import React, { useState, useEffect, useCallback } from "react";
import axios from "axios";
import ProductCard from "./ProductCard";
import Loader from "./Loader";

const InfiniteScrollExample2 = () => {
  const [items, setItems] = useState([]);
  const [isLoading, setIsLoading] = useState(false);
  const [index, setIndex] = useState(2);

  // Rest of the component


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We can define the fetchData function using the useCallback hook to handle data fetching

  const fetchData = useCallback(async () => {
    if (isLoading) return;

    setIsLoading(true);

    axios
      .get(`https://api.escuelajs.co/api/v1/products?offset=${index}0&limit=12`)
      .then((res) => {
        setItems((prevItems) => [...prevItems, ...res.data]);
      })
      .catch((err) => console.log(err));
    setIndex((prevIndex) => prevIndex + 1);

    setIsLoading(false);
  }, [index, isLoading]);
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We can fetch the initial data using the useEffect hook

useEffect(() => {
    const getData = async () => {
      setIsLoading(true);
      try {
        const response = await axios.get(
          "https://api.escuelajs.co/api/v1/products?offset=10&limit=12"
        );
        setItems(response.data);
      } catch (error) {
        console.log(error);
      }
      setIsLoading(false);
    };

    getData();
  }, []);
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Next, we handle the scroll event and call the fetchData function when the user reaches the end of the page

  useEffect(() => {
    const handleScroll = () => {
      const { scrollTop, clientHeight, scrollHeight } =
        document.documentElement;
      if (scrollTop + clientHeight >= scrollHeight - 20) {
        fetchData();
      }
    };

    window.addEventListener("scroll", handleScroll);
    return () => {
      window.removeEventListener("scroll", handleScroll);
    };
  }, [fetchData]);
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Finally, render the list of items along with a loader component

return (
    <div className='container'>
      <div className='row'>
        {items.map((item) => (
          <ProductCard data={item} key={item.id} />
        ))}
      </div>
      {isLoading && <Loader />}
    </div>
  );
};
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And so everything would be complete:

import React, { useState, useEffect, useCallback } from "react";
import axios from "axios";
import ProductCard from "./ProductCard";
import Loader from "./Loader";

const InfiniteScrollExample2 = () => {
  const [items, setItems] = useState([]);
  const [isLoading, setIsLoading] = useState(false);
  const [index, setIndex] = useState(2);

  const fetchData = useCallback(async () => {
    if (isLoading) return;

    setIsLoading(true);

    axios
      .get(`https://api.escuelajs.co/api/v1/products?offset=${index}0&limit=12`)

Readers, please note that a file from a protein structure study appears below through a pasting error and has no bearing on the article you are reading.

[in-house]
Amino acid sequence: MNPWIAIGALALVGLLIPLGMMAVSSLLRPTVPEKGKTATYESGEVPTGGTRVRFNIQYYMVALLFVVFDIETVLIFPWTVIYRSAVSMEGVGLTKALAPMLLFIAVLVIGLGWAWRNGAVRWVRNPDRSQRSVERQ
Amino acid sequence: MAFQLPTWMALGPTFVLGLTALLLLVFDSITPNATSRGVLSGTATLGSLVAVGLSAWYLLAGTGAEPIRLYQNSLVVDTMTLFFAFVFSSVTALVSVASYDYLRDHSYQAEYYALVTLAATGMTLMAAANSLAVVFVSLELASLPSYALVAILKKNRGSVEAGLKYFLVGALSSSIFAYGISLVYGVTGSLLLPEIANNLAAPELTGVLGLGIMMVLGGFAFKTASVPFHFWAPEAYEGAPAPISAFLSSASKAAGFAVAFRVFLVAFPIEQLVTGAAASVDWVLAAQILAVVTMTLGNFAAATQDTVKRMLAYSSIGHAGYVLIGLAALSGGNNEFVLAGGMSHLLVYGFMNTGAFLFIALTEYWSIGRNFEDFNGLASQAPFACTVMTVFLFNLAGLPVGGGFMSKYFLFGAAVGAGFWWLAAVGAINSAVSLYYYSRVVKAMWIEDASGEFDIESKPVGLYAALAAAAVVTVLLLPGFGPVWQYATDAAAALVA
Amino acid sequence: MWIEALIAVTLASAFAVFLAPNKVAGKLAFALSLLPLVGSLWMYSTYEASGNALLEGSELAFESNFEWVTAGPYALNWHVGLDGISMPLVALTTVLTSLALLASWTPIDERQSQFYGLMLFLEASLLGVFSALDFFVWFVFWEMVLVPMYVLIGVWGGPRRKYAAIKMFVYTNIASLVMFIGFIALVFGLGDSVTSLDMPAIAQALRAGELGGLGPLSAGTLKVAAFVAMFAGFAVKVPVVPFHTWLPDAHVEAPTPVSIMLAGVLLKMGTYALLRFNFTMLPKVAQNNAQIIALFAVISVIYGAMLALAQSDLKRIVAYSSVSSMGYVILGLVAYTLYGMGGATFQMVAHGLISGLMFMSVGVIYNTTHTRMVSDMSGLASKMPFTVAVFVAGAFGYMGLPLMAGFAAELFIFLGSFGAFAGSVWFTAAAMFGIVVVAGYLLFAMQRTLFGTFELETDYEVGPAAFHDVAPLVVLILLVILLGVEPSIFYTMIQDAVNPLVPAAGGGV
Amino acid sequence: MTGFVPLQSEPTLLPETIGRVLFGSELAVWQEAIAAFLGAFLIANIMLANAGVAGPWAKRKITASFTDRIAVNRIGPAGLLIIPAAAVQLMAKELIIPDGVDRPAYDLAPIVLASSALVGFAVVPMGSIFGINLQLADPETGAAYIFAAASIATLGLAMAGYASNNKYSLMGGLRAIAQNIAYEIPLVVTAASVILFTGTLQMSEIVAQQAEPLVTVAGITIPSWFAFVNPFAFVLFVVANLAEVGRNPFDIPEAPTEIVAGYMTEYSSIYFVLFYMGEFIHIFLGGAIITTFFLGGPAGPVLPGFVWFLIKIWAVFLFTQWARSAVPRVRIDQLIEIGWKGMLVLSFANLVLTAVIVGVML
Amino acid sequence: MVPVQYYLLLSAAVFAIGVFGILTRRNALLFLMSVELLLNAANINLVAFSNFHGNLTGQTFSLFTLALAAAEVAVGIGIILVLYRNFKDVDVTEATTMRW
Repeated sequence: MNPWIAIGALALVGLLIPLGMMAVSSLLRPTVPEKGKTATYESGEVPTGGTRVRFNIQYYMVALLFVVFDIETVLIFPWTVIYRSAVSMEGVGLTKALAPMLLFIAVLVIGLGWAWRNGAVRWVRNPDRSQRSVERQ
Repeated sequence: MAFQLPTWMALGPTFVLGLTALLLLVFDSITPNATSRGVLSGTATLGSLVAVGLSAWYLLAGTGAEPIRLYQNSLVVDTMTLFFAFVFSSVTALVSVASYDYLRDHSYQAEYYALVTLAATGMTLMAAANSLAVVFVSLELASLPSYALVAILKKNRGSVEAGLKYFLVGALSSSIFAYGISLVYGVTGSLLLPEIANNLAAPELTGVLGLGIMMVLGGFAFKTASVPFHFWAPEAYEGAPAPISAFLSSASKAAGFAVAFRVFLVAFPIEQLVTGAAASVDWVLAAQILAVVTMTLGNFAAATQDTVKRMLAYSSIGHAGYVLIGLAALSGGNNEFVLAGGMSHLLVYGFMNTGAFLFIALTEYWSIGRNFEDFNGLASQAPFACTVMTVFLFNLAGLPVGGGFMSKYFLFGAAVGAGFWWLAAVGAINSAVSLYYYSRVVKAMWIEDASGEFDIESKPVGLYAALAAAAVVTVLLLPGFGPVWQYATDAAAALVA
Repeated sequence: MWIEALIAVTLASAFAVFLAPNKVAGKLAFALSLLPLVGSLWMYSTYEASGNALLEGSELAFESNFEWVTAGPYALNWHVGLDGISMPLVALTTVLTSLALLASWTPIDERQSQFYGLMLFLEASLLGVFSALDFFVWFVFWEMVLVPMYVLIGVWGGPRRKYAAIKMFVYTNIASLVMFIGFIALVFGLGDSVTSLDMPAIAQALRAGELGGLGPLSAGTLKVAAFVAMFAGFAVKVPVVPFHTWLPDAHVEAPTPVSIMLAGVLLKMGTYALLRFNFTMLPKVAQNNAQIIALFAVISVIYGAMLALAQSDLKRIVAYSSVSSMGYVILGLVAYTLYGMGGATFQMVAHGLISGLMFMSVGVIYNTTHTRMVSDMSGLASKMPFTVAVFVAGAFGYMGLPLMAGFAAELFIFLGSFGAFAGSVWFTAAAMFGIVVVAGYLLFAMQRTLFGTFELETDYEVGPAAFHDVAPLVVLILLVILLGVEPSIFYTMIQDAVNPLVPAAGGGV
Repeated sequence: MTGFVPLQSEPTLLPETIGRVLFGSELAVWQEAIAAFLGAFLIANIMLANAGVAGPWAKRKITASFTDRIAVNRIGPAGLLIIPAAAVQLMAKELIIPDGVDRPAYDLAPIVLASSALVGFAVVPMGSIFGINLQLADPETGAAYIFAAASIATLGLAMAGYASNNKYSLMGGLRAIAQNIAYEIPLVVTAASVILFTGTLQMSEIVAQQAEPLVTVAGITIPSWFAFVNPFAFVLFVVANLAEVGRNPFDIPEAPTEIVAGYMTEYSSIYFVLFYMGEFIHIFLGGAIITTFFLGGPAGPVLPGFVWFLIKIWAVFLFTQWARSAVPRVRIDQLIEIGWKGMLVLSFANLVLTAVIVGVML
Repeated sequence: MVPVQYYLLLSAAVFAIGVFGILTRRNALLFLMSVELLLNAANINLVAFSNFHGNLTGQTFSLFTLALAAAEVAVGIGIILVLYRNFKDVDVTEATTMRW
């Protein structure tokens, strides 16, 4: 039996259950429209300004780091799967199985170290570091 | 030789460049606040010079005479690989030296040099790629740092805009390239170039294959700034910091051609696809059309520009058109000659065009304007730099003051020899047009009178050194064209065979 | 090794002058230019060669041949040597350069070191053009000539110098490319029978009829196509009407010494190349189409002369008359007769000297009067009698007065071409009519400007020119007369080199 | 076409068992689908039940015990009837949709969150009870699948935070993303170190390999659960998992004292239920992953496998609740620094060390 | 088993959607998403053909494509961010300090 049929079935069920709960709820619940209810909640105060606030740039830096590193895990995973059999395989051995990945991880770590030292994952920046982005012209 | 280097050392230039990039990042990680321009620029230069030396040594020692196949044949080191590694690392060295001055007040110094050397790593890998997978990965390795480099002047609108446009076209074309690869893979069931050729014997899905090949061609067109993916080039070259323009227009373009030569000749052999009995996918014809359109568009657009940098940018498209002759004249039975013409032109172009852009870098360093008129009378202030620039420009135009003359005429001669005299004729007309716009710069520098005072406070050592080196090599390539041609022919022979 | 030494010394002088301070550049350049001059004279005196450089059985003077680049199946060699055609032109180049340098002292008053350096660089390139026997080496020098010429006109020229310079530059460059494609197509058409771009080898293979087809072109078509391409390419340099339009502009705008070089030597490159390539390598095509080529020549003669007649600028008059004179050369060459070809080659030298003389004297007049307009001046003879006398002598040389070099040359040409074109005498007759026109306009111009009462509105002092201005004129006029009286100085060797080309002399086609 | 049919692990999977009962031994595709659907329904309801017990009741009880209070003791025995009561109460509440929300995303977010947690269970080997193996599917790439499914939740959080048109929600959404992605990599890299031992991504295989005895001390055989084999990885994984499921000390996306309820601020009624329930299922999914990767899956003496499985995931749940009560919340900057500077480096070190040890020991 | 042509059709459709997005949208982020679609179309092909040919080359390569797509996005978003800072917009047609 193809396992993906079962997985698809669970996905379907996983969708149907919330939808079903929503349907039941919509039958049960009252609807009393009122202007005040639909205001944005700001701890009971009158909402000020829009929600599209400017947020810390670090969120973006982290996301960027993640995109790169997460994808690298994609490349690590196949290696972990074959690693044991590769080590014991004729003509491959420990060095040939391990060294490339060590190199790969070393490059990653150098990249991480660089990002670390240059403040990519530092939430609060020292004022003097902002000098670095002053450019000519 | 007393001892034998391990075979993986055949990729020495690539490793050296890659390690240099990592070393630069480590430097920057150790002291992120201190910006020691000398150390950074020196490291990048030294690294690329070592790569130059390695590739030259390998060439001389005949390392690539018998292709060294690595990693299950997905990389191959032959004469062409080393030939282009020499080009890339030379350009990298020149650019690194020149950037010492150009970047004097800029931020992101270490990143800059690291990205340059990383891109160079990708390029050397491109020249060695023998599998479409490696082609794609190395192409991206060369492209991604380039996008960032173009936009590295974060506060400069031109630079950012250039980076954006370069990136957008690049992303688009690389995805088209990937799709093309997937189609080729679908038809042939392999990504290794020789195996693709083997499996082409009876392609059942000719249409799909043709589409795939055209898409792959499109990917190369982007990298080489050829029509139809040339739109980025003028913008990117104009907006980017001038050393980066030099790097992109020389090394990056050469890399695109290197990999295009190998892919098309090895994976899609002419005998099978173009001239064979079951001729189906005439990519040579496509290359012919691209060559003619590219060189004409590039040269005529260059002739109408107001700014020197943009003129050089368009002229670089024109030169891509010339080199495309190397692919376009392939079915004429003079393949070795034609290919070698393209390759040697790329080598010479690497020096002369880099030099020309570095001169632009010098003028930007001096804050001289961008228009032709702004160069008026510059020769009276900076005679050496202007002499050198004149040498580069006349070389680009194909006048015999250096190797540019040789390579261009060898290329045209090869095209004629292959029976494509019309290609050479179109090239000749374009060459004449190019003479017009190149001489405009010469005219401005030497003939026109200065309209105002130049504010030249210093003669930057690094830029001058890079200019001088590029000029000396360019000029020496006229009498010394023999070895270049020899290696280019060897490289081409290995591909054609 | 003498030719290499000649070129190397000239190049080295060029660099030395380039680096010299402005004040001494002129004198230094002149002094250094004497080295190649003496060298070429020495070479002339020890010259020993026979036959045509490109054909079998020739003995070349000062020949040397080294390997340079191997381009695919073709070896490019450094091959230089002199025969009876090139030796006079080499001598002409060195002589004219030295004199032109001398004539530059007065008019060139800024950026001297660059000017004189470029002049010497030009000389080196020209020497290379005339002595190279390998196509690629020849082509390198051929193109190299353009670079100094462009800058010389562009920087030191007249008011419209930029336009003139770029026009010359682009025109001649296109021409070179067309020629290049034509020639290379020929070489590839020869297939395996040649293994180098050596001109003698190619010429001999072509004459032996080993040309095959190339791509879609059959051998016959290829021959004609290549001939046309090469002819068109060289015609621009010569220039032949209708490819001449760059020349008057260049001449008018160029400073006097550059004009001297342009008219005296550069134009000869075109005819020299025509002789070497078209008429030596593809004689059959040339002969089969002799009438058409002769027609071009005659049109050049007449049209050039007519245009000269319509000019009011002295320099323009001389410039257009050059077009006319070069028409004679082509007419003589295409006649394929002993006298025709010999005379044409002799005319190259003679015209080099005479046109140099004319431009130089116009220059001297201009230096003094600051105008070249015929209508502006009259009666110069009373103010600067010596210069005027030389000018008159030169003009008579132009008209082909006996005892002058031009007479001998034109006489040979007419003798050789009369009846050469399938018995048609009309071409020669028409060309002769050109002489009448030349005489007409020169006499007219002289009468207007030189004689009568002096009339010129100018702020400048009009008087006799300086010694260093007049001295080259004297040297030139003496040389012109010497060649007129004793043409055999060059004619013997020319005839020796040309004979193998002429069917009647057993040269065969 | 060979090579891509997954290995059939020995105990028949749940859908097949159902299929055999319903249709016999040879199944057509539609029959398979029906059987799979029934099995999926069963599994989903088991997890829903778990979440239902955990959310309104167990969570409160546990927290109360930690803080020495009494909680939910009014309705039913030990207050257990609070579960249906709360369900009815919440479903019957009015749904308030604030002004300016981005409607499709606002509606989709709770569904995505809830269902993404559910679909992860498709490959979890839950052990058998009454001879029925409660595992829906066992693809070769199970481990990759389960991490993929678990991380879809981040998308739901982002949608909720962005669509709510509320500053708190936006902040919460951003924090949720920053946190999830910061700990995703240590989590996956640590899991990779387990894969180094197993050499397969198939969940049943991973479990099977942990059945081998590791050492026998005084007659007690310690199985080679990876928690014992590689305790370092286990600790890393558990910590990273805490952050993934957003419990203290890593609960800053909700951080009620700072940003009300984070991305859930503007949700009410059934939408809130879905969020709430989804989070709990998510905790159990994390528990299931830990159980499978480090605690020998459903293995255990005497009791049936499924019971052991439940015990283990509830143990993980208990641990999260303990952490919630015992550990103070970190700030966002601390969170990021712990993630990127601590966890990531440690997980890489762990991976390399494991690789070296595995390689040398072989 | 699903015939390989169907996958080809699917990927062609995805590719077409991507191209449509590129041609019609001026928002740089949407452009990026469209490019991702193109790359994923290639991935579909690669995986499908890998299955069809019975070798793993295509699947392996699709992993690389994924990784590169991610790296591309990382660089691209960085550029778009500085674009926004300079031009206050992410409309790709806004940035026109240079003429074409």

.then((res) => {
        setItems((prevItems) => [...prevItems, ...res.data]);
      })
      .catch((err) => console.log(err));
    setIndex((prevIndex) => prevIndex + 1);

    setIsLoading(false);
  }, [index, isLoading]);

  useEffect(() => {
    const getData = async () => {
      setIsLoading(true);
      try {
        const response = await axios.get(
          "https://api.escuelajs.co/api/v1/products?offset=10&limit=12"
        );
        setItems(response.data);
      } catch (error) {
        console.log(error);
      }
      setIsLoading(false);
    };

    getData();
  }, []);

  useEffect(() => {
    const handleScroll = () => {
      const { scrollTop, clientHeight, scrollHeight } =
        document.documentElement;
      if (scrollTop + clientHeight >= scrollHeight - 20) {
        fetchData();
      }
    };

    window.addEventListener("scroll", handleScroll);
    return () => {
      window.removeEventListener("scroll", handleScroll);
    };
  }, [fetchData]);

  return (
    <div className='container'>
      <div className='row'>
        {items.map((item) => (
          <ProductCard data={item} key={item.id} />
        ))}
      </div>
      {isLoading && <Loader />}
    </div>
  );
};

export default InfiniteScrollExample2;

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3. Leveraging the Intersection Observer API

Another approach to implementing infinite scroll is by leveraging the Intersection Observer API.
The Intersection Observer API is a modern development technique that can detect when elements appear, thus triggering content loading for infinite scrolling.
The Intersection Observer API observes changes in the intersection of the target elements with the ancestor or view element, making it well suited for implementing infinite scroll.
Let's see how to implement

import React, { useState, useEffect, useRef, useCallback } from "react";
import axios from "axios";

const InfiniteScrollExample3 = () => {
  const [items, setItems] = useState([]);
  const [isLoading, setIsLoading] = useState(false);
  const [index, setIndex] = useState(2);
  const loaderRef = useRef(null);

   // Rest of the code

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We can fetch the initial data using the useEffect hook

useEffect(() => {
    const getData = async () => {
      setIsLoading(true);
      try {
        const response = await axios.get(